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Greater Manchester wants all new buildings ‘net zero’ by 2028

21 Jan 2019 at 10:51 AM

‘Net zero’ for all new buildings from 2028 in Manchester Plan.

The draft Greater Manchester Plan for Homes, Jobs and the Environment was released in early January, and it is clear that ‘net zero’ is key to Manchester becoming a carbon neutral city region by 2038.

So how could this be delivered?


Going beyond the existing framework of Part L regulations is the most likely policy mechanism. This means using assessment methods like SAP and SBEM to set baseline regulated emissions, and then demonstrating carbon reductions from here.

net zero Manchester

London already requires new major domestic developments to exceed Part L by 35% on site. Housing must then reach zero carbon through further measures or offset payments.

Non-domestic developments will likely be held to this standard with the publication of the new London Plan, expected shortly.

Manchester’s proposals are to target all new buildings straight away.

The draft document also states that the GMCA (Greater Manchester Combined Authority) “will work with the Green Building Council and other building environment professionals in Greater Manchester”. As such the exact criteria remain open for further industry input. The GMCA proposes an immediate interim target of 19% ahead of 2028.

Design criteria

Draft policy GM-S2 also gives the following order of preference when designing buildings to reduce carbon emissions:

  1. Minimise energy demand
  2. Maximise energy efficiency
  3. Utilise renewable energy
  4. Utilise low carbon energy
  5. Utilise other energy sources

net zero ManchesterThis promotes a ‘fabric first’ approach to building design, reducing the amount of energy required to heat the building.

Preventing heat loss through the walls, floors roofs and openings in the first priority given. Greater and better performing insulation, an air tight build, and designing to avoid thermal bridging can all be used to tackle this.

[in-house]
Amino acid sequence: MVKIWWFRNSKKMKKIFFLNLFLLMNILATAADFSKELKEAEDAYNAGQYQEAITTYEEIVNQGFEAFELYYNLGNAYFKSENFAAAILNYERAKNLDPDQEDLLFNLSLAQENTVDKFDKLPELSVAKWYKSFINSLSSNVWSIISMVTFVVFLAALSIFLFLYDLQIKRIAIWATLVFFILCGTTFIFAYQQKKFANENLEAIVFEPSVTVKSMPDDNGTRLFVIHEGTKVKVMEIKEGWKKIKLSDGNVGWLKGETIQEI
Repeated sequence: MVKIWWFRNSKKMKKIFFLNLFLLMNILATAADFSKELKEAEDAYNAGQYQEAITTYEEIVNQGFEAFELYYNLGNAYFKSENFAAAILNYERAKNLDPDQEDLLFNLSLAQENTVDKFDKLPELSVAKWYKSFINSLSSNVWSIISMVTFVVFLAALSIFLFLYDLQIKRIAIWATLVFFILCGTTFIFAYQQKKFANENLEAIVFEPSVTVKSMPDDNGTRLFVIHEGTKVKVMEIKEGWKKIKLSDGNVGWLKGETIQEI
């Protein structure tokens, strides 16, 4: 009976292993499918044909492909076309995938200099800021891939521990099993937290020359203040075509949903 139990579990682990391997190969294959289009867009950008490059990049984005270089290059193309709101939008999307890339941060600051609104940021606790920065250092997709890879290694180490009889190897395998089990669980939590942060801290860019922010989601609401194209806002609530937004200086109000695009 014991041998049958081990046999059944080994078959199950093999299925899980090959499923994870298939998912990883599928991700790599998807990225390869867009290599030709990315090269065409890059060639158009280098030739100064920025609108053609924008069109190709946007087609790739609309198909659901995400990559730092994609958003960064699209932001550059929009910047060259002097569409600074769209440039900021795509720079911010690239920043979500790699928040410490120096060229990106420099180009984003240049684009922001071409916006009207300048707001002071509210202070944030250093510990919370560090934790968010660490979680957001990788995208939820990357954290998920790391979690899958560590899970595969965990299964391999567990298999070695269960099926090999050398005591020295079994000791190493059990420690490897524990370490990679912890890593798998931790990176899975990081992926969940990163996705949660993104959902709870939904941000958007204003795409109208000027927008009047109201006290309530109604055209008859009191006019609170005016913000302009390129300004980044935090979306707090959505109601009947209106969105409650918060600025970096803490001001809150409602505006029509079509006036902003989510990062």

Maximising energy efficiency is likely to mean providing heating, cooling and hot water in the most efficient way possible. Choosing systems with a less carbon intensive fuel type could contribute to this. Fitting heat recovery technologies and smarter controls can also minimise loses.

Renewable technology most often consists of solar photovoltaic panels to offset electricity from the National Grid. The recent greening of the grid and the changes in SAP 10 could diversify the mix of technologies being adopted in the near future.

The last two priorities may refer directly to heat networks. New major domestic developments must investigate both existing or planned networks, as well as create their own site wide scheme, for connection under a separate draft policy.

The retrofit questionnet zero Manchester

An estimated 80% of the buildings in use by 2050 already exist today. Existing domestic buildings contribute 33% of Greater Manchester’s carbon dioxide emissions whilst existing non-domestic buildings contribute 35%.

It’s therefore difficult to imagine a zero carbon city without a great effort to retrofit the existing building stock. The draft document states that the GMCA will be “promoting the retrofitting of existing buildings with measures to improve energy efficiency and generate renewable and low carbon energy”. Manchester has not given much specific detail on this.

Nationally, the Minimum Energy Efficiency Standards (MEES) mean that buildings have to meet attain a minimum EPC rating before they can be rented, and most believe that over time these rules look set to be tightened further. The government will also move Part L of the Building Regulations for new builds slowly closer to ‘zero carbon’ with each update.

In London, major projects involving existing buildings must address a similar order of design priorities as in the draft Manchester document, although without a carbon target.

Will net zero in Manchester succeed?

‘Net zero’ policy has already been enacted nationally, only to be withdrawn. By 2016 all new dwellings were due to meet level 6 of the Code of Sustainable Homes, which enforced a zero carbon standard. The government abandoned this policy in 2015 and prevented local authorities from enforcing it alone. Two years later, many local authorities still have published policy referring to this deadline.

Manchester must first get it’s plan out of draft, and then ensure a realistic timeframe, and framework is put in place. This will give developers, design teams and supply chains the notice and time they need.

The lead set by the London Plan shows that civic policy can have, and is having an impact. We look forward to finding out more about the proposals as they are finalised.

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